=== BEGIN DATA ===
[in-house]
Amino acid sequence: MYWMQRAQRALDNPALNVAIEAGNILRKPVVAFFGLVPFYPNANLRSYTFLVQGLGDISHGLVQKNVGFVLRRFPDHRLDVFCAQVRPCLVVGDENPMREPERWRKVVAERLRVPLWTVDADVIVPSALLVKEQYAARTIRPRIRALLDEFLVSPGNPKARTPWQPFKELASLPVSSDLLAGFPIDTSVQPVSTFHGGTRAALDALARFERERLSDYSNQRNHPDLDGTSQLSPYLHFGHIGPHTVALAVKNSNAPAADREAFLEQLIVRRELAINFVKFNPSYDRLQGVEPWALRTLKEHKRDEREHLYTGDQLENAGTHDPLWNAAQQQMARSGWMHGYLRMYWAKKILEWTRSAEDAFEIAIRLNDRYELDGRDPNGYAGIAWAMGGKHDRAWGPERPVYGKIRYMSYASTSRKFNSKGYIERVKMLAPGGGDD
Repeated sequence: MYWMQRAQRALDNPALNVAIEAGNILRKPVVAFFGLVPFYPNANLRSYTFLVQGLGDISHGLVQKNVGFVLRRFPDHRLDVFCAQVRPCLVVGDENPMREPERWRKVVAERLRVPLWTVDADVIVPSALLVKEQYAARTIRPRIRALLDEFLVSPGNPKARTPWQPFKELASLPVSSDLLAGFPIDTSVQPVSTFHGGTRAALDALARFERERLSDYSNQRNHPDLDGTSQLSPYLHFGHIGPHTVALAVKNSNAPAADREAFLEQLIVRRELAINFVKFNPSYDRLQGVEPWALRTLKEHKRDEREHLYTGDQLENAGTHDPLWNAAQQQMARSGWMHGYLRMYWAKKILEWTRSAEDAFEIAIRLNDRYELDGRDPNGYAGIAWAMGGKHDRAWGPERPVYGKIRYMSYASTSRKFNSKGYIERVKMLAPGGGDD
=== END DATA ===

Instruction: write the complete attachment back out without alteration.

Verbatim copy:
[in-house]
Amino acid sequence: MYWMQRAQRALDNPALNVAIEAGNILRKPVVAFFGLVPFYPNANLRSYTFLVQGLGDISHGLVQKNVGFVLRRFPDHRLDVFCAQVRPCLVVGDENPMREPERWRKVVAERLRVPLWTVDADVIVPSALLVKEQYAARTIRPRIRALLDEFLVSPGNPKARTPWQPFKELASLPVSSDLLAGFPIDTSVQPVSTFHGGTRAALDALARFERERLSDYSNQRNHPDLDGTSQLSPYLHFGHIGPHTVALAVKNSNAPAADREAFLEQLIVRRELAINFVKFNPSYDRLQGVEPWALRTLKEHKRDEREHLYTGDQLENAGTHDPLWNAAQQQMARSGWMHGYLRMYWAKKILEWTRSAEDAFEIAIRLNDRYELDGRDPNGYAGIAWAMGGKHDRAWGPERPVYGKIRYMSYASTSRKFNSKGYIERVKMLAPGGGDD
Repeated sequence: MYWMQRAQRALDNPALNVAIEAGNILRKPVVAFFGLVPFYPNANLRSYTFLVQGLGDISHGLVQKNVGFVLRRFPDHRLDVFCAQVRPCLVVGDENPMREPERWRKVVAERLRVPLWTVDADVIVPSALLVKEQYAARTIRPRIRALLDEFLVSPGNPKARTPWQPFKELASLPVSSDLLAGFPIDTSVQPVSTFHGGTRAALDALARFERERLSDYSNQRNHPDLDGTSQLSPYLHFGHIGPHTVALAVKNSNAPAADREAFLEQLIVRRELAINFVKFNPSYDRLQGVEPWALRTLKEHKRDEREHLYTGDQLENAGTHDPLWNAAQQQMARSGWMHGYLRMYWAKKILEWTRSAEDAFEIAIRLNDRYELDGRDPNGYAGIAWAMGGKHDRAWGPERPVYGKIRYMSYASTSRKFNSKGYIERVKMLAPGGGDD